The F10.7 index is a measure of the noise level generated by the sun at a wavelength of 10.7 cm at the earth’s orbit. The global daily value of this index is measured at local noon at the Pentictin Radio Observatory in Canada. Historically, this index has been used as an input to ionospheric models as a surrogate for the solar output in wavelengths that produce photoionization in the earth’s ionosphere (in the ultraviolet bands).

                http://www.nwra.com/spawx/f10.html

                A proxy for solar-at-surface too (measured at surface) so the difference of SC 23 peak to SC 24 by F10.7 is still an indication of the relative activity.

                SC 24 peak 27% weaker than SC 23 peak on monthly average of F10.7.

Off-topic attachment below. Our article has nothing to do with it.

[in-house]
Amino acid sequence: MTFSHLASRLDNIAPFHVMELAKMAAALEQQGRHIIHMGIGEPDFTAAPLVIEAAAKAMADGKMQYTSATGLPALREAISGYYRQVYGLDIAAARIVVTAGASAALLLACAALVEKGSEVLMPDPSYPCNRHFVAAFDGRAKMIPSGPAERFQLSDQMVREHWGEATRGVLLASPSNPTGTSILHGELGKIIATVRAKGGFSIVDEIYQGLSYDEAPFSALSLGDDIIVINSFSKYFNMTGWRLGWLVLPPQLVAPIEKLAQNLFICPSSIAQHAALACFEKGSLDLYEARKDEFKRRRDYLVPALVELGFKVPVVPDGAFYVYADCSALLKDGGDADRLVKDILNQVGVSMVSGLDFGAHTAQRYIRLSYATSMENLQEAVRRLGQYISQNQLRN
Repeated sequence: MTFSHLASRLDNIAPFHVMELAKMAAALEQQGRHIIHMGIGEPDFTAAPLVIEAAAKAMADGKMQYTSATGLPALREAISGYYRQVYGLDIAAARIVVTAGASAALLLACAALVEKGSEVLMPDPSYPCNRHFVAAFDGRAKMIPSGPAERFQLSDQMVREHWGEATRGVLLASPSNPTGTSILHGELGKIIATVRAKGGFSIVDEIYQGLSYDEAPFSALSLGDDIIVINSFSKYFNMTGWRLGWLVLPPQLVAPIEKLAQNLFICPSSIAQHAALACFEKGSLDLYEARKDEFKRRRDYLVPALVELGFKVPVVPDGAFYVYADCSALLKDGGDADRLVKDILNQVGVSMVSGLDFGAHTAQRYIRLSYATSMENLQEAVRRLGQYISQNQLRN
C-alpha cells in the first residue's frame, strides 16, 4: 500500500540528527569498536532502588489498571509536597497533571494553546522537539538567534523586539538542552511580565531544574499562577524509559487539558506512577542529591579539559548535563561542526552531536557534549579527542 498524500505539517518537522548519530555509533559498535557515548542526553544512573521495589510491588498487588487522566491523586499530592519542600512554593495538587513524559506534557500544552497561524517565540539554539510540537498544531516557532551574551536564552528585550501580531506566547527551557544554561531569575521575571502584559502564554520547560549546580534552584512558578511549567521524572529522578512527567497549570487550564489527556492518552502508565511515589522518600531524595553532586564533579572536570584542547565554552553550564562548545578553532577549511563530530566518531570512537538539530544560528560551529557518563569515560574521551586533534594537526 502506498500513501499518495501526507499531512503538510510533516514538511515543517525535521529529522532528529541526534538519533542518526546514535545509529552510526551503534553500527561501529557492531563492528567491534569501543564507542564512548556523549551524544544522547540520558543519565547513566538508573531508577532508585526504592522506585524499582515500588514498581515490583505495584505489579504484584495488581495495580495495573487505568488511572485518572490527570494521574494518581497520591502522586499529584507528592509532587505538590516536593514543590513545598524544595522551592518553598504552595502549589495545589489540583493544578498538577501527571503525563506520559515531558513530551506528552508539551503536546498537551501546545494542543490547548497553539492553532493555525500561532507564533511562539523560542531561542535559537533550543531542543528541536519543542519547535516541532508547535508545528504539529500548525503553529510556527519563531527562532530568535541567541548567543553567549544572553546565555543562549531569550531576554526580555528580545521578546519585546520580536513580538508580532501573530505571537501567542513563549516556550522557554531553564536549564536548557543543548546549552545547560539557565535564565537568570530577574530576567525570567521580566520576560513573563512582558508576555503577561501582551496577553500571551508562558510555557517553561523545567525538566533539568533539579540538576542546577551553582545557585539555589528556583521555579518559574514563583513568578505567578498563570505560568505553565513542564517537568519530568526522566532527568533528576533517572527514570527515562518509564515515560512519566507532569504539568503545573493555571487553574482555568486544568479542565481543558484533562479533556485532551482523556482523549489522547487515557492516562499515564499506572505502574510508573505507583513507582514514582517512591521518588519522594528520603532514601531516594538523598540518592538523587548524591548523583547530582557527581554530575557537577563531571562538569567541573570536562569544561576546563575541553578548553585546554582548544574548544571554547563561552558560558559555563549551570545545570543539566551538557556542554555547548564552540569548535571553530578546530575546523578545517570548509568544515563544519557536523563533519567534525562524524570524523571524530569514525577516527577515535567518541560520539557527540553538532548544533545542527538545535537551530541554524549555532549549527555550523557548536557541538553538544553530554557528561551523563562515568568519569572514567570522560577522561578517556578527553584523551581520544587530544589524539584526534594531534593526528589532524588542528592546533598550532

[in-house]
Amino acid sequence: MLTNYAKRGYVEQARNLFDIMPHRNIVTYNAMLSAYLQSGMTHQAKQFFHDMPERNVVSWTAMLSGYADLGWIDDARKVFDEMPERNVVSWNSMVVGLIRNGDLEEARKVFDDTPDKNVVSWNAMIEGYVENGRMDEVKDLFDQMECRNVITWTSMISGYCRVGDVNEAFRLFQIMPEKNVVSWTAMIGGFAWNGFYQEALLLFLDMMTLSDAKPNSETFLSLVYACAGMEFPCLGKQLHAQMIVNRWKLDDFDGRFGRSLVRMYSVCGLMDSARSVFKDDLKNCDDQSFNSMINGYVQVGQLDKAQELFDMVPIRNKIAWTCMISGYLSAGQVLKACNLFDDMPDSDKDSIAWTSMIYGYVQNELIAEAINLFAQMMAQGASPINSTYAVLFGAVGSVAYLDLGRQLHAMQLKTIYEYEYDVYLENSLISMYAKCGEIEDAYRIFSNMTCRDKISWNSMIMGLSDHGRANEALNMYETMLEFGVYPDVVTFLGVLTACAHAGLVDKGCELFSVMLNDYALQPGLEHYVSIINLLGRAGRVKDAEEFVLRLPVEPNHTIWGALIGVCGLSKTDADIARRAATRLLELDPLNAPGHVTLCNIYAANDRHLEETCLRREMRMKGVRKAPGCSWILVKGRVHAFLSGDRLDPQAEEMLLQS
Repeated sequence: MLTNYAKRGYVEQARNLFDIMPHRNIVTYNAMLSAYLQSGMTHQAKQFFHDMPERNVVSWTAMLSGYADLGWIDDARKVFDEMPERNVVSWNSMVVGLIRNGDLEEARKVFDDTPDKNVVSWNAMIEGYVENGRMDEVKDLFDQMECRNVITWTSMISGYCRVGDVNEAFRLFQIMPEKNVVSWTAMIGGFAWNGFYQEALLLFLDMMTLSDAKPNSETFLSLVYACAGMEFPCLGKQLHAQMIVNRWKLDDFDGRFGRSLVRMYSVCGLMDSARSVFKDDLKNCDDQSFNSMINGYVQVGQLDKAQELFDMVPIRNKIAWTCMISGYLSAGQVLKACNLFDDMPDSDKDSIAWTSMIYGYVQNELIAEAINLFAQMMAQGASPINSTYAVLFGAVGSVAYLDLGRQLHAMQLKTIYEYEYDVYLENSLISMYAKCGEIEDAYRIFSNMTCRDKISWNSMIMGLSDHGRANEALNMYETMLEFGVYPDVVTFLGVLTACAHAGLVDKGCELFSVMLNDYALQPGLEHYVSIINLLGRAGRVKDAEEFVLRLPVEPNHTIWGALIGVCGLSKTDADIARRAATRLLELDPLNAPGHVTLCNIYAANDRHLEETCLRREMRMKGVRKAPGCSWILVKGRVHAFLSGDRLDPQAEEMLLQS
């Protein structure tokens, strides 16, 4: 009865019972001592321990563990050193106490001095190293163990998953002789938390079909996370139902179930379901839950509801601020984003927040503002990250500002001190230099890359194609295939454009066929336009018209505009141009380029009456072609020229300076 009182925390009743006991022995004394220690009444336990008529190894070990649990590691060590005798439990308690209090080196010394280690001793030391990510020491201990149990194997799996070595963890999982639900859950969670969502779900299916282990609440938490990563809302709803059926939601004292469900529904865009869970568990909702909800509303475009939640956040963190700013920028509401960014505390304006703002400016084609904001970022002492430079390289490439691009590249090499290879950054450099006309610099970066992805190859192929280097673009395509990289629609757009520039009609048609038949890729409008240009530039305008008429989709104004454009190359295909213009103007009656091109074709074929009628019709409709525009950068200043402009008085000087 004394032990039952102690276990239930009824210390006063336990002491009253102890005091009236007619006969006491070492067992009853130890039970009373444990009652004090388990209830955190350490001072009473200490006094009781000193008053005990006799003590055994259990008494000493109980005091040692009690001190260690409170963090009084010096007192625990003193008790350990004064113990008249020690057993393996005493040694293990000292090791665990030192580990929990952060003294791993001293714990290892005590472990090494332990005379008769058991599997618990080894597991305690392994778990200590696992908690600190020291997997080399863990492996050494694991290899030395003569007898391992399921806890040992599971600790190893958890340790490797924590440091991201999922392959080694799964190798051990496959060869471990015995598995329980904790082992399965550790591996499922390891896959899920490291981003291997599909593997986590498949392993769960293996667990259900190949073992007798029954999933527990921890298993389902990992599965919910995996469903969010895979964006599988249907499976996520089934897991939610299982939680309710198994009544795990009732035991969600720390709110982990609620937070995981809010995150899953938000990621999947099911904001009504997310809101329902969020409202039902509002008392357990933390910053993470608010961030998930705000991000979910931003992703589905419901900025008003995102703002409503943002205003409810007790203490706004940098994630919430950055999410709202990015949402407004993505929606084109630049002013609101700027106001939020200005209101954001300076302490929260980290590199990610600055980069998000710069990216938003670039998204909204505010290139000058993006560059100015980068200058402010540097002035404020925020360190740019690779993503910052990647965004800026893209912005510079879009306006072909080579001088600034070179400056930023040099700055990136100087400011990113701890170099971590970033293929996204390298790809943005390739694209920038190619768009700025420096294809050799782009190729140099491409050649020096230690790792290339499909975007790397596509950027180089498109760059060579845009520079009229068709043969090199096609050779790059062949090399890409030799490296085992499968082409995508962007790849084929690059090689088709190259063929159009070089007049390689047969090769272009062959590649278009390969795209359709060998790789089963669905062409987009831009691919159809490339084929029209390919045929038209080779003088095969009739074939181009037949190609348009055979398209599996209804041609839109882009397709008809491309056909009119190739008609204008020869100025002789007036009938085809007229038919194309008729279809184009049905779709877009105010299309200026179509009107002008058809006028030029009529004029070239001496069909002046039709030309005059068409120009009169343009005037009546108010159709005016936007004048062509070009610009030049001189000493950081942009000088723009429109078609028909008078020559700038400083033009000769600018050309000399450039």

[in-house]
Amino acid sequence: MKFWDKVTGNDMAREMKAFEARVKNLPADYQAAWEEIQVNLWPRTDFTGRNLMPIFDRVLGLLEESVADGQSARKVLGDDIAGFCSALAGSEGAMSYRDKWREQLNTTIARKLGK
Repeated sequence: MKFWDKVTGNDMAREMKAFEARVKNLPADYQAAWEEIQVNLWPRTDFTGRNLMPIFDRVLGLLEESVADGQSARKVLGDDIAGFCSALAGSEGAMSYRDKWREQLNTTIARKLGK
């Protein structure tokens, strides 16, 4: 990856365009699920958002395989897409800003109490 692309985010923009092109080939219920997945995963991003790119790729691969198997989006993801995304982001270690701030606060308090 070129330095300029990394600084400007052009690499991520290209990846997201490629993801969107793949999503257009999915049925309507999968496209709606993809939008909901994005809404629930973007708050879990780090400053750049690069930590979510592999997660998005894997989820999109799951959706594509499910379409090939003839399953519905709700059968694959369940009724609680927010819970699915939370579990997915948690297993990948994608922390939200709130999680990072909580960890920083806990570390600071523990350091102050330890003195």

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        • #

          I can very well imagine

          I can very well imagine something else.

          BTW – generally – poor data is better than imagination.

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  • #
    Mattb

    “We don’t know exactly how this collapsing magnetic field reduces the effect of solar radiation on Earth.”

    Who was it on here that was always on about the electic/plasma universe? Was it Brian Valentine? I have a feeling he’d suggest that it is not reducing the effect of solar radiation, and that you are letting your search be bound by how you think the universe works, not how it actually works?

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    • #
      bobl